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Thursday, 29 July 1920


Mr MARR - We often hear that the electors are above Parliament. Honorable members admit that at least one day in every three years, but I should like to say that I made definite pledges to my constituents in connexion- with these matters, and I intend to adhere to those pledges. The erection of the Federal Capital is not a matter bv which New South Wales is going to benefit. It, is Australia that will benefit bv the building of the Capital. The great war through which we have passed was brought about because one nation refused to honor a treaty it had made, and treated it as a scrap of paper. If the Commonwealth Parliament is going to treat the agreement made with the people of Australia, and not merely with the people of New South Wales, to establish the Federal Capital as a scrap of paper, my voice will be raised against it. I do not say that Canberra is the best place for the Federal Capital, but that is a matter that has already been decided by the Australian Parliament.


Mr Brennan - Will the building of the Capital reduce the cost of living ?


Mr MARR - It will reduce the cost of government to the people of Australia. We are now paying £80,000 a year in interest on money that has already been expended at Canberra.


Mr Brennan - How long will it take the Federal Capital to become selfsupporting?


Mr MARR - It will become selfsupporting almost immediately. We are at the present time paying in the shape of rent for buildings in Melbourne to hou=e Commonwealth officials approximately £30,000 a year.


Mr Jowett - Does the honorable member imagine that that amount would be saved by transferring the Seat of Government to Canberra 1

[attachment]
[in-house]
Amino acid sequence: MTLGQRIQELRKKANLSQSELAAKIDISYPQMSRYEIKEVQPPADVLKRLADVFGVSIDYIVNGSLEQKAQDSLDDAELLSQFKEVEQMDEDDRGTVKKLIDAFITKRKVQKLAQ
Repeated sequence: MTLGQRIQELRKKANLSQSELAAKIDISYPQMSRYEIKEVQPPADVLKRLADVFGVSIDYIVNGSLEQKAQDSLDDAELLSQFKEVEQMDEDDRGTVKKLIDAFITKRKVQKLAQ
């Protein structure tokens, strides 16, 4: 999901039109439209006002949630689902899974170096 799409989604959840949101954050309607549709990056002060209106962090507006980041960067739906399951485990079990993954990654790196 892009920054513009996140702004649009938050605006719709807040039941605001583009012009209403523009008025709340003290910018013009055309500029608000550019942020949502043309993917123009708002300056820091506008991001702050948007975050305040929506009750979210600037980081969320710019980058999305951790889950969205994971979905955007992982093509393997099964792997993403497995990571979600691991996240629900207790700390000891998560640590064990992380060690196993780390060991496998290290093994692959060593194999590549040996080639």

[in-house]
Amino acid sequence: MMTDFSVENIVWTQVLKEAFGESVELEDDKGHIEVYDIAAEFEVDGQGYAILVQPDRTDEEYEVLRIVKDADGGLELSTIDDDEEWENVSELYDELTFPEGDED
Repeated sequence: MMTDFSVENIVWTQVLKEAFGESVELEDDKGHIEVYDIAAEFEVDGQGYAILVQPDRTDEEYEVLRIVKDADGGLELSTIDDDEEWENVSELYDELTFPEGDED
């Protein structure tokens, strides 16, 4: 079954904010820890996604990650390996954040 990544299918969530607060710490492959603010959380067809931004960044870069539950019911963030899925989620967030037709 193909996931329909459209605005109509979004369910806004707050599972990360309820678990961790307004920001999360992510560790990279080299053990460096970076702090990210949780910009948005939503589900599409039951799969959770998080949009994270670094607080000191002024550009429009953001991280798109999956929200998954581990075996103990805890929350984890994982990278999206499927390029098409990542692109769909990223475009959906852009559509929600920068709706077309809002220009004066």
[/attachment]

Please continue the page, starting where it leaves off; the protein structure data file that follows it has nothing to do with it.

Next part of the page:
Mr MARR - No, but that amount would represent interest on a capital expenditure sufficient for the erection of buildings in the Federal Territory where, it should not be forgotten the Commonwealth owns 900 square miles of country. A most important feature of this question is that we can never expect to inculcate an Australian sentiment in the minds of our people unless the Federal Parliament is removed from the influence of the parochialism of any city. I should like honorable members to have been associated for a number of years with the men of the Australian Imperial Force. No matter from what State they came they were always Australians, and not Victorian, New South Welshmen or men of any other State. It was most galling for members of the Australian Imperial Force upon their return from the Avar to find, when they got to Melbourne, that the people of this city, were jealous of Sydney, and to find, when they got to Sydney, that the people of that city were jealous of Melbourne. I do not hold a brief for Sydney any more than for Melbourne, and I should not personally give a vote to transfer the Seat of Government to Sydney. The same influences that are at work in Melbourne to-day would be at work in Sydney if the Seat of Government were transferred to that city. I repeat that when we come to consider the Estimates of the Department concerned I shall move that they be reduced by £1 as a protest against the omission from this Supply Bill of a vote sufficient to make a start with the buildings necessary at the Federal Capital. If we are to start building the Federal Capital we must have workmen to carry out the work, and it would never do to send workmen there at the present time and expect them to put up with hovels or to be accommodated in a concentration camp. We should make provision for decently housing the necessary workmen and their families at Canberra. If we gave them an assurance of, say, five years' work I have no doubt that many would be prepared to settle down there comfortably, and land could be leased to them. The capital value of land in the Territory would, as a consequence, go up immediately. Although we have 900 square miles of country in the Federal Territory, the income derived from that area at the present time is a very insignificant amount.







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